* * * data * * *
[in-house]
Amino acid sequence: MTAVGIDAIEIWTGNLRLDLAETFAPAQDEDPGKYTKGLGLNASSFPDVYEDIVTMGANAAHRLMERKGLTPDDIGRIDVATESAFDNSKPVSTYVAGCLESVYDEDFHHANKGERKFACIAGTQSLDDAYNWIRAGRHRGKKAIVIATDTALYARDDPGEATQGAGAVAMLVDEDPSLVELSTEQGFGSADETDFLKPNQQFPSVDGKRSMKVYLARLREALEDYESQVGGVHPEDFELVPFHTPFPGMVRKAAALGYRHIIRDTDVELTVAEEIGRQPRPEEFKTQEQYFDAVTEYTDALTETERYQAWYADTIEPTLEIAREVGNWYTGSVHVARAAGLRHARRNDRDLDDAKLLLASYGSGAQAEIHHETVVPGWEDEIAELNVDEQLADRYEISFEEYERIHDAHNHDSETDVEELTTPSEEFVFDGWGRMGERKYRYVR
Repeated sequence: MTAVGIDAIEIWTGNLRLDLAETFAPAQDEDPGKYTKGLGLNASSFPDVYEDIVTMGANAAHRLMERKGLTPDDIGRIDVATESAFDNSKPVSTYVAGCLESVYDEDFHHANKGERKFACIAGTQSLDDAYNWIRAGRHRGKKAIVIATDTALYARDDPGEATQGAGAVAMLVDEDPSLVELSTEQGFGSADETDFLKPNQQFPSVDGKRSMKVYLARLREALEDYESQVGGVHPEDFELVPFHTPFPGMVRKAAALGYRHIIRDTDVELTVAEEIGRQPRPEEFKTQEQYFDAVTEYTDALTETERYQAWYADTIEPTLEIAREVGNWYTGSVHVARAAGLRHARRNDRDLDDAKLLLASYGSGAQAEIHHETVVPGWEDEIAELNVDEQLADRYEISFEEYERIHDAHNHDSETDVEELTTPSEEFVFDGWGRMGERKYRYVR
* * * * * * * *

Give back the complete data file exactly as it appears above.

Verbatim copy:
[in-house]
Amino acid sequence: MTAVGIDAIEIWTGNLRLDLAETFAPAQDEDPGKYTKGLGLNASSFPDVYEDIVTMGANAAHRLMERKGLTPDDIGRIDVATESAFDNSKPVSTYVAGCLESVYDEDFHHANKGERKFACIAGTQSLDDAYNWIRAGRHRGKKAIVIATDTALYARDDPGEATQGAGAVAMLVDEDPSLVELSTEQGFGSADETDFLKPNQQFPSVDGKRSMKVYLARLREALEDYESQVGGVHPEDFELVPFHTPFPGMVRKAAALGYRHIIRDTDVELTVAEEIGRQPRPEEFKTQEQYFDAVTEYTDALTETERYQAWYADTIEPTLEIAREVGNWYTGSVHVARAAGLRHARRNDRDLDDAKLLLASYGSGAQAEIHHETVVPGWEDEIAELNVDEQLADRYEISFEEYERIHDAHNHDSETDVEELTTPSEEFVFDGWGRMGERKYRYVR
Repeated sequence: MTAVGIDAIEIWTGNLRLDLAETFAPAQDEDPGKYTKGLGLNASSFPDVYEDIVTMGANAAHRLMERKGLTPDDIGRIDVATESAFDNSKPVSTYVAGCLESVYDEDFHHANKGERKFACIAGTQSLDDAYNWIRAGRHRGKKAIVIATDTALYARDDPGEATQGAGAVAMLVDEDPSLVELSTEQGFGSADETDFLKPNQQFPSVDGKRSMKVYLARLREALEDYESQVGGVHPEDFELVPFHTPFPGMVRKAAALGYRHIIRDTDVELTVAEEIGRQPRPEEFKTQEQYFDAVTEYTDALTETERYQAWYADTIEPTLEIAREVGNWYTGSVHVARAAGLRHARRNDRDLDDAKLLLASYGSGAQAEIHHETVVPGWEDEIAELNVDEQLADRYEISFEEYERIHDAHNHDSETDVEELTTPSEEFVFDGWGRMGERKYRYVR